Pannella, M. and Carilli, C. L. and Daddi, E. and McCracken, H. J. and Owen, F. N. and Renzini, A. and Strazzullo, V. and Civano, F. and Koekemoer, A. M. and Schinnerer, E. and Scoville, N. and Smolčić, V. and Taniguchi, Y. and Aussel, H. and Kneib, J. P. and Ilbert, O. and Mellier, Y. and Salvato, M. and Thompson, D. and Willott, C. J. (2009) Star Formation and Dust Obscuration at z ≈ 2: Galaxies at the Dawn of Downsizing. Astrophysical Journal Letters, 698 (2). L116-L120. ISSN 2041-8205. http://resolver.caltech.edu/CaltechAUTHORS:20090909-091902540
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We present first results of a study aimed to constrain the star formation rate (SFR) and dust content of galaxies at z ≈ 2. We use a sample of BzK-selected star-forming galaxies, drawn from the Cosmic Evolution Survey, to perform a stacking analysis of their 1.4 GHz radio continuum as a function of different stellar population properties, after cleaning the sample from contamination by active galactic nuclei. Dust unbiased SFRs are derived from radio fluxes assuming the local radio-IR correlation. The main results of this work are: (1) specific star formation rate (SSFR)s are constant over about 1 dex in stellar mass and up to the highest stellar mass probed, (2) the dust attenuation is a strong function of galaxy stellar mass with more massive galaxies being more obscured than lower mass objects, (3) a single value of the UV extinction applied to all galaxies would lead to a gross underestimate of the SFR in massive galaxies, (4) correcting the observed UV luminosities for dust attenuation based on the Calzetti recipe provides results in very good agreement with the radio derived ones, (5) the mean SSFR of our sample steadily decreases by a factor of ~4 with decreasing redshift from z = 2.3 to 1.4 and a factor of ~40 down the local universe. These empirical SFRs would cause galaxies to dramatically overgrow in mass if maintained all the way to low redshifts; we suggest that this does not happen because star formation is progressively quenched, likely starting from the most massive galaxies.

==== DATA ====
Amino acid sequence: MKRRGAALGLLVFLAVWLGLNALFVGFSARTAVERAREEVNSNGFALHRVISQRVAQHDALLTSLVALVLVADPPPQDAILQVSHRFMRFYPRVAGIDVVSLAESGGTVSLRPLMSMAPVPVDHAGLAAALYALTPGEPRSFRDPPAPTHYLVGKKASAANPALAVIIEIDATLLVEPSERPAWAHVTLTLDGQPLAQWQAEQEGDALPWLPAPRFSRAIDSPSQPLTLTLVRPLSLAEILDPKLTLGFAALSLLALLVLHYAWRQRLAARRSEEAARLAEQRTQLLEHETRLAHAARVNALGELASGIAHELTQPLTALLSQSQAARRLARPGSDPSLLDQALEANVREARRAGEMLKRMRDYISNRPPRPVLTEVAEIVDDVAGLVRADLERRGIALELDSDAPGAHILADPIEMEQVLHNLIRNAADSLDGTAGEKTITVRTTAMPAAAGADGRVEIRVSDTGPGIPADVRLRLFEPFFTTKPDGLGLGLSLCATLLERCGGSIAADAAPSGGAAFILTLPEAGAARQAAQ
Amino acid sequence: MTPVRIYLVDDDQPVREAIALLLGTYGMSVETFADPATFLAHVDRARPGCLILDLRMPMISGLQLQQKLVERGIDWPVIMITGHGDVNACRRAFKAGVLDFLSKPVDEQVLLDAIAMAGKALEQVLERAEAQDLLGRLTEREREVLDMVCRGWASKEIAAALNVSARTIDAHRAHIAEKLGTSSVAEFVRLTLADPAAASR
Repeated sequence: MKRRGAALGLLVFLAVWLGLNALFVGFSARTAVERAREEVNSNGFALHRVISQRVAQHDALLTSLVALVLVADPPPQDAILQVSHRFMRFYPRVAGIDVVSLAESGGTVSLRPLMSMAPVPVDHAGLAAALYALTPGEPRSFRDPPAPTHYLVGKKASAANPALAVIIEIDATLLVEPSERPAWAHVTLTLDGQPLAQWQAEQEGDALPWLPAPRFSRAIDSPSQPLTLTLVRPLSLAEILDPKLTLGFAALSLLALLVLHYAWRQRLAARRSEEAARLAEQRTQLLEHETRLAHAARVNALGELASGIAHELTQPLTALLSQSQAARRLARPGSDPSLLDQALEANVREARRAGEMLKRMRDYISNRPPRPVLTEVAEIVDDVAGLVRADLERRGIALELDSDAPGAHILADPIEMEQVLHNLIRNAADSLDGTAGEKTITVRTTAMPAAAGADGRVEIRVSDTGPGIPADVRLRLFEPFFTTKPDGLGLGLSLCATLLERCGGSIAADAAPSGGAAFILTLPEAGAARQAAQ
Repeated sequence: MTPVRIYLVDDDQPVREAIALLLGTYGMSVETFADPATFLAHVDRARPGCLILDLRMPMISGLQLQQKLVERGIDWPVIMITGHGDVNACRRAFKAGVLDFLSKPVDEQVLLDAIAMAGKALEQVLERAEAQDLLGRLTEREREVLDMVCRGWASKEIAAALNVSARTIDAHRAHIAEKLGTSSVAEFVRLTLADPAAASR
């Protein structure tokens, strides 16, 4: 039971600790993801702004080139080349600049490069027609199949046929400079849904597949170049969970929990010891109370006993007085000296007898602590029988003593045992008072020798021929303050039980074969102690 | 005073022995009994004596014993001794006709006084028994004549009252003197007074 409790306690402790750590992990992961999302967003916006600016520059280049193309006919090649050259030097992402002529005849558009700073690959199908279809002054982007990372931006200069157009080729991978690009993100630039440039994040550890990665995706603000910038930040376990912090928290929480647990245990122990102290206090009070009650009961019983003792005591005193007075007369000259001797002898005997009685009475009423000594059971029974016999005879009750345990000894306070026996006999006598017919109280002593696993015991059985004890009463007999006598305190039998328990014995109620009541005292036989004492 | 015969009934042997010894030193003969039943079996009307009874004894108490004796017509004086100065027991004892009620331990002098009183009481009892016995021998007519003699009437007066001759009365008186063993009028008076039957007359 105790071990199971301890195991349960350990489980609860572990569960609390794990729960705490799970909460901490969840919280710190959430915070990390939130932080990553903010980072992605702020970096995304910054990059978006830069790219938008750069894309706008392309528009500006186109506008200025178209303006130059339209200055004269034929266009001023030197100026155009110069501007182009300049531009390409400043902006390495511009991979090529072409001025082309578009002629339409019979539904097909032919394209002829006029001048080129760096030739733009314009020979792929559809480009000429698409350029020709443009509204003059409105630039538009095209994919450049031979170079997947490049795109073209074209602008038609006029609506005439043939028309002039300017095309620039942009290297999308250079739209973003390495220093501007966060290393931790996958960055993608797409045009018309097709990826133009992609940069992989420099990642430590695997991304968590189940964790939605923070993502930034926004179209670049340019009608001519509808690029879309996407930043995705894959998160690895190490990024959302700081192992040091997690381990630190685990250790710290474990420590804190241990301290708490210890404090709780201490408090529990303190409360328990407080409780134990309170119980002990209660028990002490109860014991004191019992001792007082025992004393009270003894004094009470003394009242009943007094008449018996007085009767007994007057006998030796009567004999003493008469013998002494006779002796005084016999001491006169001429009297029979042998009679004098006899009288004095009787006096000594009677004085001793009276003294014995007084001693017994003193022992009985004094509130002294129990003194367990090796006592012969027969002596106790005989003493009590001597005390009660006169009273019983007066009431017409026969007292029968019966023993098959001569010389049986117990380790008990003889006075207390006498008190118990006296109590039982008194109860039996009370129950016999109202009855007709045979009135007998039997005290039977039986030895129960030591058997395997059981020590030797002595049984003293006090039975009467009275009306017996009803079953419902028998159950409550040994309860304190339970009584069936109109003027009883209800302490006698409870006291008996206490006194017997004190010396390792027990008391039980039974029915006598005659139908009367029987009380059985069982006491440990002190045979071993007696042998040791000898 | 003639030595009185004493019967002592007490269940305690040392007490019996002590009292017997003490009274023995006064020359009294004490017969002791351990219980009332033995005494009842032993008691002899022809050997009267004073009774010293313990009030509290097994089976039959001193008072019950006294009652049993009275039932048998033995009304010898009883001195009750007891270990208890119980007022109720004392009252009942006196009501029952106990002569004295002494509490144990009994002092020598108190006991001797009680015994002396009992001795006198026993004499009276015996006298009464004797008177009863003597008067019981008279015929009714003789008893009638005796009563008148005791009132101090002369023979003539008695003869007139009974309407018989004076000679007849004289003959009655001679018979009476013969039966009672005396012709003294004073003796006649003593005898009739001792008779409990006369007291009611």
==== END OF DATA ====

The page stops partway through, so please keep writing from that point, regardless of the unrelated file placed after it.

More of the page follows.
|Additional Information:||© 2009 The American Astronomical Society. Received 2009 February 27; accepted 2009 May 8; published 2009 June 1. We thank the anonymous referee for constructive comments that improved the presentation of our results. M.P., V.S., and C.L.C. acknowledge partial support from the Max-Planck Forschungspreise 2005. E.D. and H.J.Mc.C. acknowledge support from the French grants ANR-07-BLAN-0228-03 and ANR- 08-JCJC-0008. A.R. acknowledges support from the ASI grant COFIS. F. C. acknowledges support from NASA-Chandra grant G07-8136A. This work is based in part on data products produced at TERAPIX. The HST COSMOS Treasury program was supported through NASA grant HST-GO-09822.We gratefully acknowledge the contributions of the entire COSMOS collaboration. Based on observations collected, within the COSMOS Legacy Survey, at the HST, Chandra, XMM, Keck, NRAO-VLA, Subaru, KPNO, CTIO, CFHT, and ESO observatories. The National Radio Astronomy Observatory is a facility of the National Science Foundation operated under cooperative agreement by Associated Universities, Inc.|
|Subject Keywords:||galaxies: evolution; galaxies: fundamental parameters; galaxies: ISM; galaxies: luminosity function, mass function; galaxies: statistics; surveys|
|Official Citation:||Star Formation and Dust Obscuration at z 2: Galaxies at the Dawn of Downsizing M. Pannella, C. L. Carilli, E. Daddi, H. J. McCracken, F. N. Owen, A. Renzini, V. Strazzullo, F. Civano, A. M. Koekemoer, E. Schinnerer, N. Scoville, V. Smolčić, Y. Taniguchi, H. Aussel, J. P. Kneib, O. Ilbert, Y. Mellier, M. Salvato, D. Thompson, and C. J. Willott 2009 ApJ 698 L116-L120 doi: 10.1088/0004-637X/698/2/L116.|
|Usage Policy:||No commercial reproduction, distribution, display or performance rights in this work are provided.|
|Deposited By:||Tony Diaz|
|Deposited On:||10 Sep 2009 16:56|
|Last Modified:||07 Jul 2015 20:21|
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